Small Market Meetings

NOV 2016

The Newspaper for Smaller Cities, Facilities and Planners.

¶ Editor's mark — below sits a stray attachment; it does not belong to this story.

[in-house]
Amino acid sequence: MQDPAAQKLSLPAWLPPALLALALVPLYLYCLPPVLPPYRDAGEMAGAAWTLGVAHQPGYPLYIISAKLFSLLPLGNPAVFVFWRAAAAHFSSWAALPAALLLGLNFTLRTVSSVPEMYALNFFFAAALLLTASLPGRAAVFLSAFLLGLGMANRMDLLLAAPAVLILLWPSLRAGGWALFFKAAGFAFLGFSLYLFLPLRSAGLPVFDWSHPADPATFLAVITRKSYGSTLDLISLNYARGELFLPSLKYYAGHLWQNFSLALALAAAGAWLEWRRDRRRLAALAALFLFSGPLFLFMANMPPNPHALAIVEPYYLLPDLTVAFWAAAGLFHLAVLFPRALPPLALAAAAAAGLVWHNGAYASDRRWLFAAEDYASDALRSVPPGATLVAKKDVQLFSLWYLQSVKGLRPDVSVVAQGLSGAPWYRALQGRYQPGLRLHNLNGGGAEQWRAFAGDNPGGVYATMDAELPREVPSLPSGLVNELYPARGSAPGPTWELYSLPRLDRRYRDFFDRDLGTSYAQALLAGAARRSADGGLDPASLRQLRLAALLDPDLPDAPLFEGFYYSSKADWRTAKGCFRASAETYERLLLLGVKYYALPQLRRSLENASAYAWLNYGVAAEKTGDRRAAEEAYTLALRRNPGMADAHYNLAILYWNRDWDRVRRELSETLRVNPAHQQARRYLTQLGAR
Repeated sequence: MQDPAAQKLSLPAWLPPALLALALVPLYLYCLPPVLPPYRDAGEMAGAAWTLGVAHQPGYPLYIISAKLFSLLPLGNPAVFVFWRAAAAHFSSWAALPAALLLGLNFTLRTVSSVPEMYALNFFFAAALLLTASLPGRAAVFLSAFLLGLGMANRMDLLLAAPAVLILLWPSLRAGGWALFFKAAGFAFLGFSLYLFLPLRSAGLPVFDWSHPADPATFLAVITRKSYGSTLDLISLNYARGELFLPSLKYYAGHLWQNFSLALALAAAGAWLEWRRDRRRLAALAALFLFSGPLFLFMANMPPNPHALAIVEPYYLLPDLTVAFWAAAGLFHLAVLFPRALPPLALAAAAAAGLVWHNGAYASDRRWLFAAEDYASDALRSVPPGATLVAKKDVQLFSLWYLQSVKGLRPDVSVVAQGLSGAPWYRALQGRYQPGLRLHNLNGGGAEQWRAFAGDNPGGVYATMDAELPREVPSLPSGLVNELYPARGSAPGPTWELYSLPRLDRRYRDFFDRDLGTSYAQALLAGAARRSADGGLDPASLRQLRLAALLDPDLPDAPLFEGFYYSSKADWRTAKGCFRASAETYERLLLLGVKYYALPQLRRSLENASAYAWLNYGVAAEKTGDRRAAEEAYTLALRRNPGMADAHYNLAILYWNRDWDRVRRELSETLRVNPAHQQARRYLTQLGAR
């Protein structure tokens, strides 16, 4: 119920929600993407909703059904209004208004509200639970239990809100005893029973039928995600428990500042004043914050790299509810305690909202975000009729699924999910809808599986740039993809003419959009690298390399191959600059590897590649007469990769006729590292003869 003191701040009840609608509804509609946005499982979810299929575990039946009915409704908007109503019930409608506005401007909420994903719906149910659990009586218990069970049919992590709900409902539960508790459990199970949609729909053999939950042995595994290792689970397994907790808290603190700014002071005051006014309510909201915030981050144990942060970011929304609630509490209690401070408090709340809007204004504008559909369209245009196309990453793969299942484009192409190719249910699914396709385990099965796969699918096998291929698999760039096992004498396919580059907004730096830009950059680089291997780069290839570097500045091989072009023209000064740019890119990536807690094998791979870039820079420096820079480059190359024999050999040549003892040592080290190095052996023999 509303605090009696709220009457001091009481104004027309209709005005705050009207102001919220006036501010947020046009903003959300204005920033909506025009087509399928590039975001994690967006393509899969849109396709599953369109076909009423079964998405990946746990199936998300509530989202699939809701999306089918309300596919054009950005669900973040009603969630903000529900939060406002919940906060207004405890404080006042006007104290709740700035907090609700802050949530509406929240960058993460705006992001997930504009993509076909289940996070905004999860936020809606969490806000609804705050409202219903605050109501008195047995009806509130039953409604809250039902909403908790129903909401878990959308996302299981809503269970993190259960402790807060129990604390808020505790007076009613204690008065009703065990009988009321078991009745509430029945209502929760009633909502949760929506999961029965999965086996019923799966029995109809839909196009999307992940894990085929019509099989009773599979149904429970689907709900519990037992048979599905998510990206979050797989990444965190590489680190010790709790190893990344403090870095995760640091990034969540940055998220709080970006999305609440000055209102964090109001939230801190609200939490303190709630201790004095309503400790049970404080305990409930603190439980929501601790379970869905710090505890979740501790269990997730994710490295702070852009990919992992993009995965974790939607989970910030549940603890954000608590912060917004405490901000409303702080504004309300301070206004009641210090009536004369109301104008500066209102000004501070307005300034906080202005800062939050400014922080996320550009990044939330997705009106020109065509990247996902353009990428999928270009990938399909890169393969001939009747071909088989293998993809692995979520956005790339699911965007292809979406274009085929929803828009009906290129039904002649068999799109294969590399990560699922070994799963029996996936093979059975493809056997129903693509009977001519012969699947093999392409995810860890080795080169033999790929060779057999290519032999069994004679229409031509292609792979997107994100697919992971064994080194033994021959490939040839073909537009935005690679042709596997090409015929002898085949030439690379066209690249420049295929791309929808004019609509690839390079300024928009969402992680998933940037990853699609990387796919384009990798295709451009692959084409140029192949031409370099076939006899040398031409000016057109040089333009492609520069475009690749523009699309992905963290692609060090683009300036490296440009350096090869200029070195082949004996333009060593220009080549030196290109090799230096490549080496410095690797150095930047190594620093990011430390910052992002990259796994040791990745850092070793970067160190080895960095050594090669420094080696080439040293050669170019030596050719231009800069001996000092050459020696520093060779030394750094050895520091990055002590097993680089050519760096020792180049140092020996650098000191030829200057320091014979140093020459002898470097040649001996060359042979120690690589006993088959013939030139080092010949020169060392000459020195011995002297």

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November 2016 23 "A destination plays an important part in the meeting experience," said Jeff Hewitt, senior vice president of Visit Savannah. "Savannah appeals to all five senses." Set on the Savannah River across from down- town, the Savannah International Trade and Convention Center has 330,000 square feet of meeting space — a 100,000-square-foot exhibit hall, 13 meeting rooms, four boardrooms and a sunlight-filled, 1,800-person-capacity con- course for receptions that can flow outdoors onto the riverbank. A 25,000-square-foot ball- room boasts evening views of the architectur- ally intricate Talmadge Bridge, downtown lights, and huge container ships chugging into and out of this busy port city. "We can create an area for smaller groups by using our 367-seat auditorium and smaller meeting rooms," said Fredia Brady, the center's senior director of sales. "It mimics that intimate feeling of a hotel." Just steps away, the 403-room Westin Savannah Harbor Golf Resort and Spa shares an island with the center and features 35,000 square feet of meeting space, including the 6,000-square-foot outdoor Harbor Lawn, which hosts up to 250 seated. Amenities such as an 18-hole PGA Championship golf course — a for- mer host to the Legends tournament — and a Bourbon and Chocolate Bar lure visitors to park their cars for the duration of their stay. "Thanks to a partnership, guests can also chill at Bloody Point Golf Club and Resort on Daufuskie Island, just a short, complimentary boat ride away," said David Moses, director of public relations and communications for Savannah and Hilton Head Westins. When a meeting is over, attendees can hop aboard a Savannah Belles Ferry for a free, four- minute river ride to River Street to stroll the riverfront on cobblestones once used as ships' ballast, past old cotton warehouses repurposed as boutiques, shops, candy-makers, restaurants and bars. Nearby is the Marriott Savannah Riverfront, with 391 rooms, including 46 suites; 36,000 square feet of meeting space; the full- service Magnolia Spa; and splendid water views. H o t e l B o o m Hotel Boom Despite the city's strict historic preservation building codes, meetings-related construction is I n 1733, James Oglethorpe set up Savannah on a 24-square Roman military grid with wide streets as firebreaks. That plan has served the city well: Civil War Gen. Tecumseh Sherman was so impressed with the beauty of Savannah that he gave the city that his troops occupied to President Lincoln as a Christmas gift. That beauty endures today and continues to make Savannah one of the most popular cities in the South. Savannah's Landmark Historic District, the nation's largest, is one huge walkable neighbor- hood. Live oaks hung with Spanish moss create an enormous, cooling urban forest. Photo- snapping groups on walking tours, clip-clopping horses pulling carriages, professionals on their lunch hour and backpack-toting Savannah College of Art and Design (SCAD) students mean- der past shops, coffeehouses, tearooms, pubs, theaters and churches sprinkled throughout 22 garden squares, each with a distinctive personal- ity. Crowning this history-rich area is 30-acre Forsyth Park, ultimate outdoor local hangout and event venue. A busy selfie spot, its elaborate fountain flows green on St. Patrick's Day during the country's second-largest celebration. Little wonder that in May, Travel + Leisure named Savannah one of "America's Favorite Cities." D i s t i n c t i v e N e i g h b o r h o o d s Distinctive Neighborhoods The district's lovingly restored historic build- ings include City Market; the Mercer-Williams House, made famous by "Midnight in the Garden of Good and Evil"; and the Olde Pink House. Once a bank, this 1771 Georgian man- sion now serves Southern lunches and dinners — she-crab soup, shrimp and grits, etc. "Our second-floor grand ballroom holds 130 and features large murals of low-country scenes painted on silver leaf," said Reginald Mack, res- taurant manager. Its basement Planters Tavern, all leather and dark paneling, can host up to 50 for a corporate buyout. Broughton Street is a downtown shoppers' nirvana, with 37 upscale stores in the midst of a $200 million facade lift. SCAD has been instru- mental in Savannah's preservation by restoring buildings throughout the city, such as an early- 1900s-era Greyhound Bus Station, now a hot new restaurant, The Grey. Savannah Trolley "A destination plays an important part in the meeting experience. Savannah appeals to all five senses." All photos courtesy Visit Savannah LOCATION Southeast Georgia on the Savannah River ACCESS Savannah/Hilton Head International Airport, Amtrak, interstates 95 and 16 MAJOR MEETING SPACES Savannah International Trade and Convention Center, Savannah Civic Center, Coastal Georgia Center HOTEL ROOMS 15,000 rooms in the Savannah area, 4,500 in the historic district OFFSITE VENUES Charles H. Morris Center, Jepson Center for the Arts, Telfair Academy of Arts and Sciences, Mighty 8th Air Force Museum, Gingerbread House, Owens-Thomas House, Forsyth Park, Savannah Squares, River Street Riverboat Company, The Pink House CONTACT INFO Visit Savannah 877-728-2662 www.visitsavannah.com p y Savannah, Georgia

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